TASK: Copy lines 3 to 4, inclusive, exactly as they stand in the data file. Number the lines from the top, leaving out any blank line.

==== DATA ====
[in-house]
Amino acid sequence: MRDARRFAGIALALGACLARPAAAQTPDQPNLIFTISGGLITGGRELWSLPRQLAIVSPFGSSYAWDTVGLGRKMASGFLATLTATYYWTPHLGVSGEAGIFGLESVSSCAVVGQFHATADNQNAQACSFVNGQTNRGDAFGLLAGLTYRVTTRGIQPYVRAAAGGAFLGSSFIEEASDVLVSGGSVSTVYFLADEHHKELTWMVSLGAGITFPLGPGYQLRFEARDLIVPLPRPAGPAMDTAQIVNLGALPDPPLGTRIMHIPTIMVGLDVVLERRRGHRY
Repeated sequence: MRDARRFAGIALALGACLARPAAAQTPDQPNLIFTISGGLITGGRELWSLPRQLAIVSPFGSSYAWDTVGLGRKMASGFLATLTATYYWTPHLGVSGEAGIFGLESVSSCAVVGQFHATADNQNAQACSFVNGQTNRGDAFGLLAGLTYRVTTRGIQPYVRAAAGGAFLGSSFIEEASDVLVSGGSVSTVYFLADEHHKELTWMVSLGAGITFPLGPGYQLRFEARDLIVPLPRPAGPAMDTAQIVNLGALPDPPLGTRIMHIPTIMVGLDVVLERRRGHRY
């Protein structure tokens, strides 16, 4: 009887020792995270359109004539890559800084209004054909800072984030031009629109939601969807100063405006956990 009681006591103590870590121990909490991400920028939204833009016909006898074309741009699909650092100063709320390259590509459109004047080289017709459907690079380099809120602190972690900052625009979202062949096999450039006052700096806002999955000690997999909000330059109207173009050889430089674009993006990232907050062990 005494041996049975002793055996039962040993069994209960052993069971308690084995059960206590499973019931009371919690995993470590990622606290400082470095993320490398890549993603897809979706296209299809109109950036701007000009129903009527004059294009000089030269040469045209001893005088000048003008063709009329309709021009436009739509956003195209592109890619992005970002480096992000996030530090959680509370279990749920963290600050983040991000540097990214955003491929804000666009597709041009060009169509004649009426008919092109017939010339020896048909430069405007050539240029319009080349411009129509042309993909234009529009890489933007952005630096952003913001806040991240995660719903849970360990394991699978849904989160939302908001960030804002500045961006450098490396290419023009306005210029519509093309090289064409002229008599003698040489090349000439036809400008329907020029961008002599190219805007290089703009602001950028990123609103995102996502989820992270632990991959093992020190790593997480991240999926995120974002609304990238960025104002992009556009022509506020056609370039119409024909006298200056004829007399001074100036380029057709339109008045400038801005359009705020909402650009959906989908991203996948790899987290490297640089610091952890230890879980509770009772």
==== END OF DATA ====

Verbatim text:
Repeated sequence: MRDARRFAGIALALGACLARPAAAQTPDQPNLIFTISGGLITGGRELWSLPRQLAIVSPFGSSYAWDTVGLGRKMASGFLATLTATYYWTPHLGVSGEAGIFGLESVSSCAVVGQFHATADNQNAQACSFVNGQTNRGDAFGLLAGLTYRVTTRGIQPYVRAAAGGAFLGSSFIEEASDVLVSGGSVSTVYFLADEHHKELTWMVSLGAGITFPLGPGYQLRFEARDLIVPLPRPAGPAMDTAQIVNLGALPDPPLGTRIMHIPTIMVGLDVVLERRRGHRY
């Protein structure tokens, strides 16, 4: 009887020792995270359109004539890559800084209004054909800072984030031009629109939601969807100063405006956990 009681006591103590870590121990909490991400920028939204833009016909006898074309741009699909650092100063709320390259590509459109004047080289017709459907690079380099809120602190972690900052625009979202062949096999450039006052700096806002999955000690997999909000330059109207173009050889430089674009993006990232907050062990 005494041996049975002793055996039962040993069994209960052993069971308690084995059960206590499973019931009371919690995993470590990622606290400082470095993320490398890549993603897809979706296209299809109109950036701007000009129903009527004059294009000089030269040469045209001893005088000048003008063709009329309709021009436009739509956003195209592109890619992005970002480096992000996030530090959680509370279990749920963290600050983040991000540097990214955003491929804000666009597709041009060009169509004649009426008919092109017939010339020896048909430069405007050539240029319009080349411009129509042309993909234009529009890489933007952005630096952003913001806040991240995660719903849970360990394991699978849904989160939302908001960030804002500045961006450098490396290419023009306005210029519509093309090289064409002229008599003698040489090349000439036809400008329907020029961008002599190219805007290089703009602001950028990123609103995102996502989820992270632990991959093992020190790593997480991240999926995120974002609304990238960025104002992009556009022509506020056609370039119409024909006298200056004829007399001074100036380029057709339109008045400038801005359009705020909402650009959906989908991203996948790899987290490297640089610091952890230890879980509770009772």